How To Grow Moringa Tree From Cutting: 4 Easy Methods

A Moringa tree is quite beneficial for your garden so if you are looking at how to grow moringa tree from cutting then read below about the methods to propagate one.

The Moringa tree, also known as the Miracle tree or Drumstick tree, is a fast-growing, drought-resistant tree.

The tree is valued for its numerous nutritional, medicinal, and industrial properties. Its leaves, pods, flowers, and seeds are all used for various purposes. 

The leaves, which are a rich source of vitamins, minerals, and antioxidants, are commonly consumed as a vegetable or used to make tea, powder, and supplements.

The pods, which are long and slender, are utilized for cooking and may be ingested in raw form or cooked. The seeds, which are enclosed in papery white shells, are used to make oil for cooking, cosmetics, and industrial lubricants.

Hence it is given that propagating a Moringa tree can be beneficial for you, so if you are interested in how to grow a Moringa tree by cutting off a stem, then read below about the fascinating propagation methods to obtain new Moringa plants.

How To Grow Moringa Tree From Cutting (4 Ways)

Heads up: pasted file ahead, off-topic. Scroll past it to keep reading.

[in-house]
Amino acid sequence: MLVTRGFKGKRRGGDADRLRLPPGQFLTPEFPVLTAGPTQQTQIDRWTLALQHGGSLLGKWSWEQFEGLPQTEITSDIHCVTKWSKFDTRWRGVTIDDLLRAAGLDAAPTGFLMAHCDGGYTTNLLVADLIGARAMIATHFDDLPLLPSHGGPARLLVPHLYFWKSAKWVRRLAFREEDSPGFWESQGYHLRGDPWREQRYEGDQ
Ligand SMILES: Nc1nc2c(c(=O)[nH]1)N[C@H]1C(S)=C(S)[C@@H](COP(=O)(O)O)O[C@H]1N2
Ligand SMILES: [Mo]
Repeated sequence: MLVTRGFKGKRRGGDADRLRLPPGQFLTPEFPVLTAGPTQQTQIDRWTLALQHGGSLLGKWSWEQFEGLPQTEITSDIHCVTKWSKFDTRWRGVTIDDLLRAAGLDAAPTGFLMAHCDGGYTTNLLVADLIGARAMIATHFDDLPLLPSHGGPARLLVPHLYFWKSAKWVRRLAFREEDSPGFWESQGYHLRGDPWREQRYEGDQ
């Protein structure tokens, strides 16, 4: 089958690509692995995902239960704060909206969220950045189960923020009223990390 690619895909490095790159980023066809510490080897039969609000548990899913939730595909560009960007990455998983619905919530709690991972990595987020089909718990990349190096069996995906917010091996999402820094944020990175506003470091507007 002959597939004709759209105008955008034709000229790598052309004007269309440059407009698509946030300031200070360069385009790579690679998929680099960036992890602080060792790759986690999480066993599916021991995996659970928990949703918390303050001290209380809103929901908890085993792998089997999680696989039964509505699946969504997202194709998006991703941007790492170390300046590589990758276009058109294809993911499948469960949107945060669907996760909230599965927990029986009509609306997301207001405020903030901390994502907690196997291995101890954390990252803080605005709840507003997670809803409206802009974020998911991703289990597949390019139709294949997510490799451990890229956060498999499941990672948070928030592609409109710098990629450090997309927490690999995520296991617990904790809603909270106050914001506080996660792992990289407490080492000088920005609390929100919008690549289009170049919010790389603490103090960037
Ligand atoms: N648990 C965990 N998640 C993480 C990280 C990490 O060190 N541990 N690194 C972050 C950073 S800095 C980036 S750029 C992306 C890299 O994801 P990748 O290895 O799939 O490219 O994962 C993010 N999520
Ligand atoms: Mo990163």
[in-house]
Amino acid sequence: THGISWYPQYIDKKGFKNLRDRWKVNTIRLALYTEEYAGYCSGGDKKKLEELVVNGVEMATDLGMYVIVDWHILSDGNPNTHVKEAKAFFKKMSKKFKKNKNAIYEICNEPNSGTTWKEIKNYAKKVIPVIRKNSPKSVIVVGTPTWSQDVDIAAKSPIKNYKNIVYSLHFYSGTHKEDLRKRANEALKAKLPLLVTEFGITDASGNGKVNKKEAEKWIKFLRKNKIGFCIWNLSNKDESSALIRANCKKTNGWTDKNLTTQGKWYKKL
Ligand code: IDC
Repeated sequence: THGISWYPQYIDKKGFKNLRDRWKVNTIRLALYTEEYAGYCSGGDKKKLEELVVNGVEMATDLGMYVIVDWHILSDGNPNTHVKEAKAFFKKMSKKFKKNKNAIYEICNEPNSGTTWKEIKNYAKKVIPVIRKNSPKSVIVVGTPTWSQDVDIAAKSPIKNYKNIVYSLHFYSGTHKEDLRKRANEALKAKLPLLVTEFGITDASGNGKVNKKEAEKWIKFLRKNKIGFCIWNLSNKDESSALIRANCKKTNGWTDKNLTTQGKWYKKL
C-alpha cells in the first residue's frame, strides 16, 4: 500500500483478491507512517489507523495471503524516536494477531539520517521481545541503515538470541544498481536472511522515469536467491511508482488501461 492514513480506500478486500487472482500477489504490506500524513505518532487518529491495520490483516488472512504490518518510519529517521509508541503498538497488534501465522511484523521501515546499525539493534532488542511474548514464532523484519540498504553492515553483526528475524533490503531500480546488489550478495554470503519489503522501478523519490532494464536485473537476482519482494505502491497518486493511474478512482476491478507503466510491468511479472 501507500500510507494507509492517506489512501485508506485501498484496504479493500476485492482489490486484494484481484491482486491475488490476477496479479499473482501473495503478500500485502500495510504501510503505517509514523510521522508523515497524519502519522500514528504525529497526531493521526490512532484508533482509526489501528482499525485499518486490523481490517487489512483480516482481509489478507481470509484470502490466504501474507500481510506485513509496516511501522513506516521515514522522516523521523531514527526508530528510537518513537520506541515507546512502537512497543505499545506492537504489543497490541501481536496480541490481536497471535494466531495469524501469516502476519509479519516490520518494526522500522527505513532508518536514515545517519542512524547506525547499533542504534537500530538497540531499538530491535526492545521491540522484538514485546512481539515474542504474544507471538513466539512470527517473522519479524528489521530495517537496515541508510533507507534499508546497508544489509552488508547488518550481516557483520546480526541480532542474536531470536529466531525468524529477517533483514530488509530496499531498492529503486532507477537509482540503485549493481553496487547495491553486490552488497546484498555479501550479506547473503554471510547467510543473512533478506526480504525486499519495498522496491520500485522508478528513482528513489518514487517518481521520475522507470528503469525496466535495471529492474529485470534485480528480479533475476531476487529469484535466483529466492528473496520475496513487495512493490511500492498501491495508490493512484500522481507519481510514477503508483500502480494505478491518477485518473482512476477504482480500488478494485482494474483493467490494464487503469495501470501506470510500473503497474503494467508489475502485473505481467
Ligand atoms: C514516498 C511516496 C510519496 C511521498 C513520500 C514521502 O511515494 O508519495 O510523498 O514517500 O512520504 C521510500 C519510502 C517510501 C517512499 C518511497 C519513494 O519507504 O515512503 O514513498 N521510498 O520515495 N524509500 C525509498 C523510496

How To Propagate Moringa Tree From Cutting

There are typically four methods that can be used to propagate a Moringa tree known as soil propagation, water propagation, grafting method, and air layering method.

Know how to utilize each method in detail below.

1. Moringa Tree: Soil Propagation

Here’s a detailed method for growing a Moringa tree cutting in soil:

Things you need:

  • A healthy Moringa cutting
  • A pot with drainage holes
  • Potting soil
  • Rooting hormone powder (optional)
  • Water

What To Do?

  • Choose a healthy Moringa cutting that is about 8-10 inches long, with at least two nodes (where leaves or branches emerge from the stem). Make sure the cutting is free from any signs of disease or pests.
  • Potting soil should be poured into a pot, providing around an inch of room at the top.
  • Bury the clipping in the soil.
  • To hold the Moringa cutting in place, insert it in the hole and gently push the surrounding earth.
  • Hydrate the cutting thoroughly, trying to ensure the ground is damp but not soggy.
  • To make the chopping process more comfortable, wrap the pot in plastic wrap or a plastic bag. This will aid in keeping it.
  • Routinely monitor the clipping to make sure the soil is still moist.
  • The Moringa clipping should begin to grow foliage in around a month; this shows that it has effectively rooted. You can take off the plastic wrap once the plant has developed roots and progressively introduce it to more sunshine.
  • One can either plant the clipping into the soil right away or into a larger container once it has developed into a little tree.
See also  how to do Spinach Square Foot Gardening: Step by step

Growing a Moringa tree from a cutting can be a bit challenging, but with the right conditions and care, it is a rewarding and cost-effective way to propagate the plant.

2. Moringa Tree: Water Propagation